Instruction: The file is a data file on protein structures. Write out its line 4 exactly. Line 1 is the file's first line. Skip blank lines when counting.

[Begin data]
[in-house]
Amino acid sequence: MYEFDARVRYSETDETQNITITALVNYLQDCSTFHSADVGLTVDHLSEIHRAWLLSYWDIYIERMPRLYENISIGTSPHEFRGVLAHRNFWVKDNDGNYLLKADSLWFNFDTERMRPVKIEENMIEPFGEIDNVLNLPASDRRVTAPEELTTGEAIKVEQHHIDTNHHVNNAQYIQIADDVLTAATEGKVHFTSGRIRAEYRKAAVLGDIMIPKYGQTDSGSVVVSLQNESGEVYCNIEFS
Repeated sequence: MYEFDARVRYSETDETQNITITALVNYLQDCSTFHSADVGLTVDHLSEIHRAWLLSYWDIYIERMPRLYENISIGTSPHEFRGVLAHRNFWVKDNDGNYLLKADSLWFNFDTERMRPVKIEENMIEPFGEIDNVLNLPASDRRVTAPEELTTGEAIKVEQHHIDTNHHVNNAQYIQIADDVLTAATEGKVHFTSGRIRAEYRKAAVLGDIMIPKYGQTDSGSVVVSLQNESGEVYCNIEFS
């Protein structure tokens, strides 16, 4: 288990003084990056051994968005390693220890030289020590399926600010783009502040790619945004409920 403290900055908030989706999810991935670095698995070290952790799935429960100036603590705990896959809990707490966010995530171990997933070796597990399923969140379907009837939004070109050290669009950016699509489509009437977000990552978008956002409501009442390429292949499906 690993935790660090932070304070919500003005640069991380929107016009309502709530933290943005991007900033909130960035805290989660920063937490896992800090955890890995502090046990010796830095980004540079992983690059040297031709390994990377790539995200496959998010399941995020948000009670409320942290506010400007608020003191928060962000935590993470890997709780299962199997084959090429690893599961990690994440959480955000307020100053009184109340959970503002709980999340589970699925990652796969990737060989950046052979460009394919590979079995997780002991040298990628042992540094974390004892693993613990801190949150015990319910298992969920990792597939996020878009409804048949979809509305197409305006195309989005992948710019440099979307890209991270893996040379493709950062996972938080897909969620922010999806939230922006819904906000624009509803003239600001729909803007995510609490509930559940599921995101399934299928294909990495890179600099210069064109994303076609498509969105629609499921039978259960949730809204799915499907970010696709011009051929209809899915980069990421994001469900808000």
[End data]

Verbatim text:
């Protein structure tokens, strides 16, 4: 288990003084990056051994968005390693220890030289020590399926600010783009502040790619945004409920 403290900055908030989706999810991935670095698995070290952790799935429960100036603590705990896959809990707490966010995530171990997933070796597990399923969140379907009837939004070109050290669009950016699509489509009437977000990552978008956002409501009442390429292949499906 690993935790660090932070304070919500003005640069991380929107016009309502709530933290943005991007900033909130960035805290989660920063937490896992800090955890890995502090046990010796830095980004540079992983690059040297031709390994990377790539995200496959998010399941995020948000009670409320942290506010400007608020003191928060962000935590993470890997709780299962199997084959090429690893599961990690994440959480955000307020100053009184109340959970503002709980999340589970699925990652796969990737060989950046052979460009394919590979079995997780002991040298990628042992540094974390004892693993613990801190949150015990319910298992969920990792597939996020878009409804048949979809509305197409305006195309989005992948710019440099979307890209991270893996040379493709950062996972938080897909969620922010999806939230922006819904906000624009509803003239600001729909803007995510609490509930559940599921995101399934299928294909990495890179600099210069064109994303076609498509969105629609499921039978259960949730809204799915499907970010696709011009051929209809899915980069990421994001469900808000």